People generally misunderstand the role of ukemi in Aikido. Especially Aikido folks themselves. There are three aspects to ukemi:
1) as part of the "moving meditation" that contains many of the spiritual lessons of aikido; in this aspect it is non-competitive, non-violent and focuses on connection as having value in and of itself. As moving meditation ukemi is absolutely equal in importance to the Nage role since one can't exist without the other and the sophistication and complexity of each role is only as good as its counterpart. There was a reason why O-sensei tended to use only the best ukes... It was the only way he could show the best of his technique.
2) as preparation for martial application ukemi is crucial for it is in this context that students learn to connect with a partner and stay connected through complex movements. This is the most misunderstood aspect of Aikido. People who do other martial arts can see clearly that our ukemi is cooperative and they feel that the techniques are fake on some level. What they fail to understand, and Aikido folks do not do a good job of making clear, is that the cooperative method of ukemi is in preparation for effective undertsanding and application of kaeshiwaza (reversals). Every technique has certain points (I call them crossover points) at which a technique may be taken over by the opponent if you leave them the slightest opening. But in order to take advantage of those "cross-over points" you have to be connected and centered at that precise instant. If you are not absolutely locked in with your partner's movement he can make a mistake and you won't be in a position to take advantage of it. Basic Aikido ukemi is designed to prepare you for this next stage.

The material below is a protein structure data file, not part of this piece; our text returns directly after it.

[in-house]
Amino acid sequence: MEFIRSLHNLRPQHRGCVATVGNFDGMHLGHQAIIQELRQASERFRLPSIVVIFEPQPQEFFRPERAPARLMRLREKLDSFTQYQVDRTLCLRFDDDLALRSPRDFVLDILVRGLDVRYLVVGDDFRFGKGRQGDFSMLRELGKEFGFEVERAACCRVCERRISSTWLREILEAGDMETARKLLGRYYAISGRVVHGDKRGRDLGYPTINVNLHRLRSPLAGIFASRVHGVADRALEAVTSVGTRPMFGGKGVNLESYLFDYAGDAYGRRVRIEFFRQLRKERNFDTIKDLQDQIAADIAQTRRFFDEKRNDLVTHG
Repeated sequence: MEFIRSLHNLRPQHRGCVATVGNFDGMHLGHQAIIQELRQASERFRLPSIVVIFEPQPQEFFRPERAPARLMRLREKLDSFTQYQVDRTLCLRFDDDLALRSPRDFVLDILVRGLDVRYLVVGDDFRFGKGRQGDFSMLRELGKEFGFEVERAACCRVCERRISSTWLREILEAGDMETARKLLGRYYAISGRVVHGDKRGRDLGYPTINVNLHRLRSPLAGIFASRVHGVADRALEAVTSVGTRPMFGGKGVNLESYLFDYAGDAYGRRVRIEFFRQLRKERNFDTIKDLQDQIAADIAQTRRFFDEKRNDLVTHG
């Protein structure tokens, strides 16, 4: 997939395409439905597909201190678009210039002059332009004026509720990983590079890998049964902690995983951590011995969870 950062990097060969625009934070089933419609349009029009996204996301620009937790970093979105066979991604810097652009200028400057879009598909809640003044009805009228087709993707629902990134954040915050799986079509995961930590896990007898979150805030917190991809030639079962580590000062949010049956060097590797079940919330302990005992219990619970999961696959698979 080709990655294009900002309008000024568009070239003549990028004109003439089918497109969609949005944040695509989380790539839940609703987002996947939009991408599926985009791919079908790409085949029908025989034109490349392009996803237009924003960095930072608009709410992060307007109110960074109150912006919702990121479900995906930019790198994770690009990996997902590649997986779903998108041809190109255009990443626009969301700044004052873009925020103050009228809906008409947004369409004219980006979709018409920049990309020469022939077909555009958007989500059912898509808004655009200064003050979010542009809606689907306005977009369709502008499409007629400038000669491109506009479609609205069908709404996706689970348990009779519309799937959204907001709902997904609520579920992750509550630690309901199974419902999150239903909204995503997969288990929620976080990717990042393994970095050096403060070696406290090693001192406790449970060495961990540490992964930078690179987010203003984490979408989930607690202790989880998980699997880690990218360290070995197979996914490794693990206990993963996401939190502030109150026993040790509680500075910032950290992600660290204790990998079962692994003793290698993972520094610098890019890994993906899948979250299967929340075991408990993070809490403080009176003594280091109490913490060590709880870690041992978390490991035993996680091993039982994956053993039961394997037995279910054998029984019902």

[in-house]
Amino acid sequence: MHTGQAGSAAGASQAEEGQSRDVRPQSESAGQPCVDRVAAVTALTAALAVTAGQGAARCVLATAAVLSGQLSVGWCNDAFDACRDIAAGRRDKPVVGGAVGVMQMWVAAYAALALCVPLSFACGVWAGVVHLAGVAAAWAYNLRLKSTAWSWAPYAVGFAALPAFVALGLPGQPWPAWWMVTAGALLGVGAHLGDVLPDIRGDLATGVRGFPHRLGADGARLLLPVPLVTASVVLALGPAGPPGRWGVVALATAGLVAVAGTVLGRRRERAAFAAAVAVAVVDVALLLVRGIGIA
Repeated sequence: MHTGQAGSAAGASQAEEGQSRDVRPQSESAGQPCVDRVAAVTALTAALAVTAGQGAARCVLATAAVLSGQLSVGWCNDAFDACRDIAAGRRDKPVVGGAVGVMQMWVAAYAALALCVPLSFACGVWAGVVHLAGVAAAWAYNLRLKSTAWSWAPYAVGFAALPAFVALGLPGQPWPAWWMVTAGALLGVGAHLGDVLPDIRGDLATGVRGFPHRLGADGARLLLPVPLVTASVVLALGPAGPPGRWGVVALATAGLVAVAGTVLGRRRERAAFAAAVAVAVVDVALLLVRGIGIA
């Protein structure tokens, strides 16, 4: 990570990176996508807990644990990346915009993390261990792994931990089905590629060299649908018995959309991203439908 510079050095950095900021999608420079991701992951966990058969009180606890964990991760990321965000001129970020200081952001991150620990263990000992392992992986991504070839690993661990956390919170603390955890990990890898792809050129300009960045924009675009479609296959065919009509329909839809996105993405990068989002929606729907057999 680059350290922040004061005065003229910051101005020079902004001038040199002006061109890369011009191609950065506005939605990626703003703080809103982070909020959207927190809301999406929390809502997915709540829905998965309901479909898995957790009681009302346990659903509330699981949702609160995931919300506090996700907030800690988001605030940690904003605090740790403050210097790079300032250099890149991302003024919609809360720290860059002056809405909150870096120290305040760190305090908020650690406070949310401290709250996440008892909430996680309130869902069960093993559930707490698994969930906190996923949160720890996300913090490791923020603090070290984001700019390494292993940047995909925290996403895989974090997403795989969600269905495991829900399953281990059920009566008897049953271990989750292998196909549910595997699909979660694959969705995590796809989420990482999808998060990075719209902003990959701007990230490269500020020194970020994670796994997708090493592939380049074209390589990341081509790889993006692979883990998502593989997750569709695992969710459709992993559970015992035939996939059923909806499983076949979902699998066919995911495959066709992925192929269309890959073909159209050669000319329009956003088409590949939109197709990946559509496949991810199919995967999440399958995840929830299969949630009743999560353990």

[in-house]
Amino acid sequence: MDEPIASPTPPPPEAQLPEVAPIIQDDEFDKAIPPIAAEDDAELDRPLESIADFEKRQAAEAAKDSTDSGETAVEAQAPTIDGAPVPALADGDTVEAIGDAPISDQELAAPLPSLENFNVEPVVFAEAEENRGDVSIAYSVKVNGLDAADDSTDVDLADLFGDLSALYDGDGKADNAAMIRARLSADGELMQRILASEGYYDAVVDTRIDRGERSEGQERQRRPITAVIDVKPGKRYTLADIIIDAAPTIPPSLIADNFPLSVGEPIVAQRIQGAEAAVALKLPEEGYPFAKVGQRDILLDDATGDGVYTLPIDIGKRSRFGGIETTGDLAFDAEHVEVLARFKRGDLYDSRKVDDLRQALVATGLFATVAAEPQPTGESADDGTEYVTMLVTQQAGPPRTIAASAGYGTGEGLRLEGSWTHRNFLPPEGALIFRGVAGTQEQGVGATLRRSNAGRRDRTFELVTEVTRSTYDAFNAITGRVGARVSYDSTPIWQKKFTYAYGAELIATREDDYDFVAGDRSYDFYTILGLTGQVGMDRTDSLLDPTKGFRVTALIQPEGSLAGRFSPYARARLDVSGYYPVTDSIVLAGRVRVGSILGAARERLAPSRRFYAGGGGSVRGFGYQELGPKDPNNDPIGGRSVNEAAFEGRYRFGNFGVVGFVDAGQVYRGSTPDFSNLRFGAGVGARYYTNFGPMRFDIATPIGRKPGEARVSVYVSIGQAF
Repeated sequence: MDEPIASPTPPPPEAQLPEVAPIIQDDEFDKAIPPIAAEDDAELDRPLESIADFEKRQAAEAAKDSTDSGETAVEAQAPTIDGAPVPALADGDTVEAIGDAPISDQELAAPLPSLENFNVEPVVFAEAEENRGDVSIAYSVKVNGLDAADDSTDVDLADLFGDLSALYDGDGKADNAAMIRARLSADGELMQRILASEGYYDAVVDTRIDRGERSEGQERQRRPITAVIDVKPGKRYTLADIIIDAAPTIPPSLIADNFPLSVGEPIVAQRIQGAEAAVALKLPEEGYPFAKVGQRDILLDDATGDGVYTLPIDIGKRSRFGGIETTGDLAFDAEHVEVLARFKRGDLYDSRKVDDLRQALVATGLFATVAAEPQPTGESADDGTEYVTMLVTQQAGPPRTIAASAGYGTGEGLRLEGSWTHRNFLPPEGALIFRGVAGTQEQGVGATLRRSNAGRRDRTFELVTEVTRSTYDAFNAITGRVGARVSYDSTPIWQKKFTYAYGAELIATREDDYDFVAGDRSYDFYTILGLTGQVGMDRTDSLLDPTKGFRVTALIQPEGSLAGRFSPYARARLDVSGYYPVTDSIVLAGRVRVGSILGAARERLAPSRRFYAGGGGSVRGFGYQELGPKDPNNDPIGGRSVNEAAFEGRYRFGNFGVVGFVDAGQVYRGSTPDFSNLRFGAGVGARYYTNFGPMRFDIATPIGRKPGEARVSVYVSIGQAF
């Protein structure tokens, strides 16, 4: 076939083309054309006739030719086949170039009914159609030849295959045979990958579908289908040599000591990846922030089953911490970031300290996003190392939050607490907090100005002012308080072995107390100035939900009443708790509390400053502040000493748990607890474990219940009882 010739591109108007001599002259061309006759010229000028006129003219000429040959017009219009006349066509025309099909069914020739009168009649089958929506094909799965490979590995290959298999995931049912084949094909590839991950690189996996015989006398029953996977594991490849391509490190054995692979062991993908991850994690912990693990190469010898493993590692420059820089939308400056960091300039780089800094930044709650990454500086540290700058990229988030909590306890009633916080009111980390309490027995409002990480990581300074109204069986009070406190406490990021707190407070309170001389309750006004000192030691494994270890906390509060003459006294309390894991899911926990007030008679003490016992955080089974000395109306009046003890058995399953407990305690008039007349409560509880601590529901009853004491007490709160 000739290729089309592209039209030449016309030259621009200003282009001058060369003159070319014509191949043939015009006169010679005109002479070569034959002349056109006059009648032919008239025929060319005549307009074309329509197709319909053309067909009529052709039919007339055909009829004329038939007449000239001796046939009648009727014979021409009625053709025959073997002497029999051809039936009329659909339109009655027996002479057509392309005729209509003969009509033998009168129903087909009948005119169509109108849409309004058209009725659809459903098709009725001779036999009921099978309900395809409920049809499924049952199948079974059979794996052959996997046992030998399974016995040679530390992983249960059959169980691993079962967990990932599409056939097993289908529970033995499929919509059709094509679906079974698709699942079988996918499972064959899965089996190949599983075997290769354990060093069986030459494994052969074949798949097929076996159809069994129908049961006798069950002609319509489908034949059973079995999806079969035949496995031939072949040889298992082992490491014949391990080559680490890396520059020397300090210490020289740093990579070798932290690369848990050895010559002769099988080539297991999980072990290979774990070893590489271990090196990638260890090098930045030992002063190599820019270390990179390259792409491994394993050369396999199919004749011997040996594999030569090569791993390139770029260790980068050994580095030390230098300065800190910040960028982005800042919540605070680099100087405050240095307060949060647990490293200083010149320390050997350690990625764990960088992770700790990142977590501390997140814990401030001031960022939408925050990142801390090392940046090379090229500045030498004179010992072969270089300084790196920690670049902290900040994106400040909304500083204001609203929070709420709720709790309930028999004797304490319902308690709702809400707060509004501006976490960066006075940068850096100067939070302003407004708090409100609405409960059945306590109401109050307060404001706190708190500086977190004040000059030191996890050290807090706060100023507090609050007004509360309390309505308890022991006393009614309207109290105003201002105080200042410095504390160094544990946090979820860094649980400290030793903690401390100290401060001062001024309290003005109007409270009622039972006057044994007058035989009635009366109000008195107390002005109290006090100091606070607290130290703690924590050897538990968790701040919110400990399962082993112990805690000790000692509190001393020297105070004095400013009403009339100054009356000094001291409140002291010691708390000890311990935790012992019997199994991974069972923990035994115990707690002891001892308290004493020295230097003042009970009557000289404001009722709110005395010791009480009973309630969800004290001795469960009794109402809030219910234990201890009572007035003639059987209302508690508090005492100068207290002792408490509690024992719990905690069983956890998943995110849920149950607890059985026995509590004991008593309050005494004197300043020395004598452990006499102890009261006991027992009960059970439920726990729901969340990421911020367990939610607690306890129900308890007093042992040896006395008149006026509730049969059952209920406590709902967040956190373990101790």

3) Finally, and this is also connected with martial application, there is the defensive aspect of ukemi. It goes without saying that in a fight, if you are falling, you have already made a mistake and are in deep trouble. The defensive aspect of ukemi focuses on how to avoid injury when taking falls that are designed to injure and maim. This is another aspect that gets short shrift in standard Aikido because of the way the techniques have been structured specifically not to injure. I admit that even with my own students this is a weak area as we don't practice the really dangerous and rough throwing techniques that much. If I thought my students were preparing for combat I would necessarily place more emphasis on this area but it would almost certainly result in more injuries on the mat which comes any time you push the envelope. We place a martial emphasis on our training but most of my students are professionals with families and I don't think it is necessary to take them quite as far as i might under other circumtsamces. I admit that my own skills in this area are not high as in all the years I have trained with Saotome and Ikeda Senseis I have never been thrown in a manner that was less than totally clean and clear (no matter how hard) and the ukemi was facilitated by that fact. In 23 years I have never had an injury taking ukemi from my teachers and I've taken some pretty hairy ukemi for a guy my size. So I suspect that my ability to protect myself when my partner does not have my best interests at heart could be better but I am too old to worry about that aspect of things now. that's one for when you are twenty and are still indestructible.